If you're seeing this message, it means we're having trouble loading external resources on our website.

If you're behind a web filter, please make sure that the domains *.kastatic.org and *.kasandbox.org are unblocked.

Main content
Current time:0:00Total duration:16:52

Video transcript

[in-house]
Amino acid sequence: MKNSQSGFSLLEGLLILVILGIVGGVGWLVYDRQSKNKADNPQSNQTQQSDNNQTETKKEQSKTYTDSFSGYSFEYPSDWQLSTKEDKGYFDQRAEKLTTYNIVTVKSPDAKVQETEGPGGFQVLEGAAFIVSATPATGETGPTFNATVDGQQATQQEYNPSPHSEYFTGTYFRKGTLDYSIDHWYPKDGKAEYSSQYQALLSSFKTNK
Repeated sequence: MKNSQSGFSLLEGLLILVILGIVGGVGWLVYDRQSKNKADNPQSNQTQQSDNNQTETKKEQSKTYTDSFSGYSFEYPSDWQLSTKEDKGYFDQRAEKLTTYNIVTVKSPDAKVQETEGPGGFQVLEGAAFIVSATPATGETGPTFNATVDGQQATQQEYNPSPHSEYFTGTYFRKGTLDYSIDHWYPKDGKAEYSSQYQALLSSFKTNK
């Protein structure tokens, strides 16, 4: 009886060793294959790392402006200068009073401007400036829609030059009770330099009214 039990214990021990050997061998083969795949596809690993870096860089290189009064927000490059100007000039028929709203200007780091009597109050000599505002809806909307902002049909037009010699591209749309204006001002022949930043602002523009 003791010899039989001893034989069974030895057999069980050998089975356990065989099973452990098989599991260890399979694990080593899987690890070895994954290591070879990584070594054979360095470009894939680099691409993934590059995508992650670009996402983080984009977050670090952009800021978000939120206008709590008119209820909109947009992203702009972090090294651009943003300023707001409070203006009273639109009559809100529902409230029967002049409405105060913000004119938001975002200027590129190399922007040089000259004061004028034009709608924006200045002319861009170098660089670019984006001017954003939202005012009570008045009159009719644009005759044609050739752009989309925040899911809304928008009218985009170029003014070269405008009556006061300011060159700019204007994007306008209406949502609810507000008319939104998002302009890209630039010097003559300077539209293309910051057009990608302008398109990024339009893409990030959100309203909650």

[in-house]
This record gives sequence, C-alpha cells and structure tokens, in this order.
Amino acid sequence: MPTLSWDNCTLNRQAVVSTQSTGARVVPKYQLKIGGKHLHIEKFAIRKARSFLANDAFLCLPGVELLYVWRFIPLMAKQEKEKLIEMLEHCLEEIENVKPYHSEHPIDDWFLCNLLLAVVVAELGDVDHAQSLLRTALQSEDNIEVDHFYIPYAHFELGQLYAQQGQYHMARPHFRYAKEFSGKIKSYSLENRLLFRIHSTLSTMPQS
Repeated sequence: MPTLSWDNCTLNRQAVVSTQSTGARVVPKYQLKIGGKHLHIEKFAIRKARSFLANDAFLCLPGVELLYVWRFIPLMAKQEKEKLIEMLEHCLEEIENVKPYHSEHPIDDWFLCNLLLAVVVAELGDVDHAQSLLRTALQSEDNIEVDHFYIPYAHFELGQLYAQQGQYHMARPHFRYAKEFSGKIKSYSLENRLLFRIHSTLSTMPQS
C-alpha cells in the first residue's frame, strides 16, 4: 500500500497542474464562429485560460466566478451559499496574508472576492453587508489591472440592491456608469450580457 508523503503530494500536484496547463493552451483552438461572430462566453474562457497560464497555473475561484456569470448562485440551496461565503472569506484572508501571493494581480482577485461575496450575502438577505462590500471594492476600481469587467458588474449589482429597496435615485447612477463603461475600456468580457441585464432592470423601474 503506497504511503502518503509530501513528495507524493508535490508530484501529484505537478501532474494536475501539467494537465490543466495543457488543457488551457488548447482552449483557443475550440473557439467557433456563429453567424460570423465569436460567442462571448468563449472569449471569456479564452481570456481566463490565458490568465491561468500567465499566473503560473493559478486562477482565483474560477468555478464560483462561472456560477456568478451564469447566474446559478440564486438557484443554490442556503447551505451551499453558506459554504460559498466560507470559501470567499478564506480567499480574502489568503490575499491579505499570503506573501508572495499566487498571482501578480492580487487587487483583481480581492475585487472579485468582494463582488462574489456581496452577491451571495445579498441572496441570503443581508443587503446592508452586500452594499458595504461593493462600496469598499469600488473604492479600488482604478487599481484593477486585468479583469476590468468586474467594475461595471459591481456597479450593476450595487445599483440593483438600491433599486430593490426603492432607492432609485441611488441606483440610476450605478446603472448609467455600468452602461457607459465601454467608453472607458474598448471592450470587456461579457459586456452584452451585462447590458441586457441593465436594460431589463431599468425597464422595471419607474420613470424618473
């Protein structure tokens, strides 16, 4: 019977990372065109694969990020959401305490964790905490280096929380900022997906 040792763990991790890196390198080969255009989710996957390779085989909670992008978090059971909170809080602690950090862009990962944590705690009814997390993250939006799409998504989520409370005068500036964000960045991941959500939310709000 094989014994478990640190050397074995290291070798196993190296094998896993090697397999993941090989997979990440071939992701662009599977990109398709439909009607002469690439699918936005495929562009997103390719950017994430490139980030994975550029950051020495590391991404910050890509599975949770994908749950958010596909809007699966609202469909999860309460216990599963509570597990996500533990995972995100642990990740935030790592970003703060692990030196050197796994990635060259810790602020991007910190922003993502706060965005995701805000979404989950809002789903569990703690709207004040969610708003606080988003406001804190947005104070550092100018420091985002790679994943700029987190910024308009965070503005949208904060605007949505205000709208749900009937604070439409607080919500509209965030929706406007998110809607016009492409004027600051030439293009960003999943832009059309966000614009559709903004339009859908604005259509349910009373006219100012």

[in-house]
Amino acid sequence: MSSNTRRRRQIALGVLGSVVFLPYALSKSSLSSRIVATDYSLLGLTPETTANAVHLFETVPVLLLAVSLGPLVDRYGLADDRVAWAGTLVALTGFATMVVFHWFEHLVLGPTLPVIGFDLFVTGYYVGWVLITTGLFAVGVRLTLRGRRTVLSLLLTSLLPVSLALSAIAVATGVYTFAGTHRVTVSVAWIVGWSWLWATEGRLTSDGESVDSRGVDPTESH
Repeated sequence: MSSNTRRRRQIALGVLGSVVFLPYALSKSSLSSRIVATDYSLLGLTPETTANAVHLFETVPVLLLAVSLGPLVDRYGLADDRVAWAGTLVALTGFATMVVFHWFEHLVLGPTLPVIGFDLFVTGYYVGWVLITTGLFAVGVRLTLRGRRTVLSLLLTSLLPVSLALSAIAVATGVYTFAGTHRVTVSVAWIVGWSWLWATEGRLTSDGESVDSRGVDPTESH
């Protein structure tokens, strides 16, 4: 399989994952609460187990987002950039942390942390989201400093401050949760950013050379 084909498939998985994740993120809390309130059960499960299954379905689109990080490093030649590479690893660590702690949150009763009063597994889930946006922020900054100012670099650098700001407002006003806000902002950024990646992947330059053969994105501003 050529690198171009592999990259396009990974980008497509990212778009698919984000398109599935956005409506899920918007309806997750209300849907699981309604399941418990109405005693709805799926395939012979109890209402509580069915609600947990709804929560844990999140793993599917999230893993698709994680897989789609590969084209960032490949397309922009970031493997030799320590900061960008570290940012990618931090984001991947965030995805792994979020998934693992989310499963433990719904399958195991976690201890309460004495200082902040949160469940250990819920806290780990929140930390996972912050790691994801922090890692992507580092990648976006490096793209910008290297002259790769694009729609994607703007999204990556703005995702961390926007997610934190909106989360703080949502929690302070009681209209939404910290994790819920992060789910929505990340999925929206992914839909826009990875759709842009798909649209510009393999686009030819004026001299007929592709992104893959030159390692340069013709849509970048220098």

welcome back now let's do a problem that involves almost everything we've learned so far about probability and combinations and conditional probability so let's say I have a bag again and in that bag I have five fair coins five fair and I have ten unfair coins ten unfair and a fair coin of course there's a 50/50 chance of getting heads or tails and the unfair coin let's say that there is a 80% chance of getting a heads for any one of those coins and that there is a 20% chance of getting tails right because it's going to either be heads or tails so my question is is I what happens is I put my hand in the bag and I my eyes are closed and I picked out a coin and then I flip it six times and it turns out that I got five out of well let's say yeah well no let me do it let's say I got four out of six heads that's the result I got what I want to know is what is the probability that I picked out a fair coin given that I got four out of six heads so before moving on let's do a little bit of review of Bayes theorem and I think that'll give us a good framework for the rest of this problem so Bayes theorem let me let me do it in this corner up here Bayes theorem tells us the probability of both a and B happening that upside down U is just intersection and set theory but it's essentially saying you know it's the set of events in which both a and B occur that's equal to the probability of a occurring given B times the probability of B which is also equal to the probability of B occurring given a time's the probability okay I think this should make some intuition to you for you if it doesn't it might be a good idea to watch the the conditional probability videos but what we can do is we can rearrange this equation right here to get if we just divide both sides by the probability of B we get the probability and I'll do this in a vibrant color the probability of a given B is equal to the probability of B given a time's the probability of a divided by the probability of B I just took this equation divided both sides by the probability of B and I got this so what is a and B in the problem we're trying to figure out we want to try to figure out the probability that I picked out a fair coin given that I got four out of six heads so in this situation a is that I got a fair coin a is equal to picked fair coin picked fair and then B is V is equal to four out of six heads four out of six cents so in order to figure out the probability that I picked a fair coin given that I got four six adds I have to know the probability of getting four out of six heads given a fair that I picked the fair coin times the probability of picking out a fair coin divided by the probably getting four out of six heads in general so this is probably the hardest part to figure out and we will along the way will actually probably figure out the top two terms so what's the probability of B or the probability of getting four out of six heads let's see what happens right when I I put my hand into the bag and I pick out a coin there is a five and ten chance or in five and fifteen chance right there fifteen total coins that I pick a fair coin so five and fifteen that's the same thing as 1/3 that I pick a fair coin and then there is a two-thirds chance that I pick a unfair coin right now if I pick a fair coin given I that I have a fair coin what is the probability what is the probability given the fair coin what is the probability that I get four out of six heads well once again let's think about the previous several videos what's the probability giving any one particular combination of four out of six heads so for example you know it could be heads tails heads tails heads heads it could be I don't know it could be the first four heads heads heads heads heads tails tails right and there are a bunch of these and we once again will use the the binomial coefficient or we'll use our knowledge of combinations to figure out how many different combinations there are but what's the probability of each of these combinations well what's probability of heads that's 0.5 times 0.5 times 0.5 times 0.5 and then the probability of tails this is a fair coin is also point 5 times 0.5 times 0.5 so each of these there's a 1/2 chance of getting a heads times 1/2 chance of a tail some someone's 1/2 chance of a heads times 1/2 chance of a tail 6 etc so each of these are essentially you know 1/2 times 1/2 6 times so the probability of each of the combinations is 1/2 to the 6th power 1/2 to the 6th power and so how many combinations are there like this where you get out of the 6 flips you're choosing you're essentially choosing 4 heads you're choosing you know if I'm once again the god of probability I am picking for exactly four of the six heads sorry I'm picking four of exactly six of the flips to end up heads right I'm choosing which of the the flips get you know selected so to speak so it's essentially there are going to be out of out of six flips I'm choosing as a god of probability for to be heads so that's the number of combinations I've cut the number of unique combinations where you have four out of six heads times the probability of each of the combinations which is 1/2 to the sixth power well what's 6 choose 4 that's sick factorial over 4 factorial times 6 minus 4 factorial so that's 2 factorial and that's times 1/2 to the sixth and I'll switch colors again just to stop the monotony and that equals see 6 times 5 times 4 times 3 times 2 we don't have to write the wrong times 1 I'll do it anyway over 4 factorial 4 times 3 times 2 times 1 and then 2 factorial 2 times 1 so that cancels with that the 1 we can ignore to 2 divide both sides by the numerator and denominator by 2 and this becomes 2/3 so this becomes 15 so this equals 15 times 1/2 to the 6 what's 1/2 to 6 that's 1 over 64 right so 1 over 64 so becomes 15 over 64 so the probability of getting four out of six heads given a fair coin is 15 out of 64 so this is the probability of four out of six heads given a fair coin and if you look at it based on our definition of B and a this is the probability of B given a right B is four out of six heads given a fair coin fair enough so let's figure out the probability of because there's two ways of getting four out of six heads one that we picked a fair coin and then you know times 15 out of 64 and then there's a probability that we picked an unfair coin so what's the probability of the unfair coin of getting of getting four out of six heads given the unfair coin well once again what's probably if each of the combinations we get four out of six so in this situation let's do the same one heads tails heads tails heads heads right that's four out of six heads but in this situation it's not a 50% chance of getting heads 80% so it would be 0.8 times 0.2 times 0.8 times 0.2 times 0.8 times 0.8 is essentially we have you know this multiplication we can rearrange it because it doesn't matter what order you multiply things in so it's point eight to the fourth power times 0.2 squared right it's it and it doesn't matter you know any any of the unique combinations will each have the same probability because we can just rearrange the the order in which we multiply right and then how many of these combinations are there if we are once again the god of probability and out of six flips we are picking four we're choosing four that are going to end up heads how many ways can I pick a group of four well once again that's times 6 choose 4 and we figured out what that is 6 choose 4 is 15 so this equals 15 15 times 0.8 to the fourth times 0.2 squared so the probability so the end this so this is this is the probability of four out of four out of six heads given an unfair coin so what's the total probability of getting four out of six heads well it's going to be the probability of getting the fair coin which is one-third times the probability giving four out of six heads given the fair coin and that's this 15 over 64 times 15 over 64 plus the probability of an unfair coin two-thirds times the probability of getting four out of six heads given the unfair coin and that's what we figured out here times 15 times 0.8 to the fourth 2 times 0.2 squared and this is the probability of getting four out of six heads and let's figure out what that is well this is one of this is just this will cancel out with this it becomes five out of 64 that's easy enough two-thirds times fifteen that's ten and now we just have to figure out what that is let's see I'm gonna go over the time limit to see if being a YouTube Partner allows me to go over the time limit see point 8 times 0.8 times 0.8 times 0.8 is equal to and then times 0.2 squared so times 0.2 times 0.2 is equal to 0.01 6 so that's that and then we say times 10 right because 2/3 times 15 so times 10 is equal to sixteen point three eight four percent so the probability is so this term right here let me write that down and I'll switch colors again this is 0.16 three eight four and we're going to add that to five divided by 64 so let's see five divided by 64 is equal to 0.074 whatever plus 0.16 three eight four is equal to 0.2 four one nine six five so that's the probability not knowing which coin I picked out that's the probability of getting four out of six heads when you when you combine it you know it could be one-third chance fair two-thirds chance unfair so that's 24 point one nine I'm keeping the precision just because it might come in useful later percent chance so that's the probability of B so let's see if we can clean this up a little bit just because I don't think we need all of this writing now I think we're ready to substitute into the our Bayes formula which we base theorem that we read arrived let me derive no but that's not what I wanted to do according longer videos is dangerous because if I make a mistake that's more time wasted I don't want to delete anything that could be useful okay so let's see if we can solve the probability that we picked a fair coin given that we got four out of six heads so that is going to be equal to by Bayes theorem which should make some sense to you that is is equal to the probability of B given a so it's the probability that we get four out of six heads given a fair coin times the probability of a fair coin over the probability of getting four out of six heads either way 406 heads so four out of six heads given a fair coin we figured that over here that's 15 over 64 so this equals 15 over 64 what's the probability that we picked a fair coin well there's 15 coins and five of them were fair so it's 5 out of 15 so it's 1/3 sometimes one-third and what's the probability that in general we picked four out of six heads well that's that's this number 0.2 four one nine six five so this equals let's see this is equal to five over 64 divided by 0.2 four one nine six five and what is that equal to that's five divided by 64 it's equal to that divided by 0.2 four one nine six five is equal to 32 point well roughly three percent is equal to 32 point three percent so that's amazing or relatively amazing weave now it's a little bit less than a one-third shot that we picked the fair coin given that we got four out of six heads oh and and and what's interesting is the four out of six heads it kind of decreased the probability that we got a fair coin right because if the before having any data on on what happens when we flip it we would have had a one-third probability which is thirty-three point three right but given that we got more heads than tails kind of the universe of probability is is telling us that well if you got more heads than tails that makes it a little bit more likely that you picked the unfair coin which is a little bit more weighted to heads but saying it's not that much more likely because this isn't that unusual of a result to get even with a fair coin and so that's why it became a little bit likely to get a fair coin I will actually land let me give you a let me give you a bit of an intuition visually kind of what set theory on why that makes sense why that makes sense so if we go back to Bayes theorem let's just say that you know this is our let me this is the universe of all of the events right that's all of the universe there's roughly a one-third chance that I picked a fair coin so roughly one-third of this will be fair this is fair this is unfair right and then if I picked a fair coin we figured out that it's roughly a fifteen out of 64 shot that I get I get four out of six heads so maybe that's this little section of the let me do it in a different color that's this section and then we figured out if we have an unfair coin I forgot what the exact number is but there was some probability that we get four out of six heads right it's actually a little bit bigger it's like that right so this is getting four out of six heads given you got an unfair coin this is getting four out of six heads given that you got a fair coin and then this whole area is a probability to get four out of six heads so all Bayes theorem told us is look we got four out of six heads so this this where in this universe where we got four out of six heads and if we got four out of six heads one-third of this universe roughly you're thirty two point three percent of this subset of four out of six heads intersects with the fair coin universe right so this 32.3% is essentially this fraction of the total probability of getting four out of six heads anyway hopefully that gave you a little bit of intuition and I hope that YouTube lets me publish this video because I'm on my 17th minute I'll see you in the next video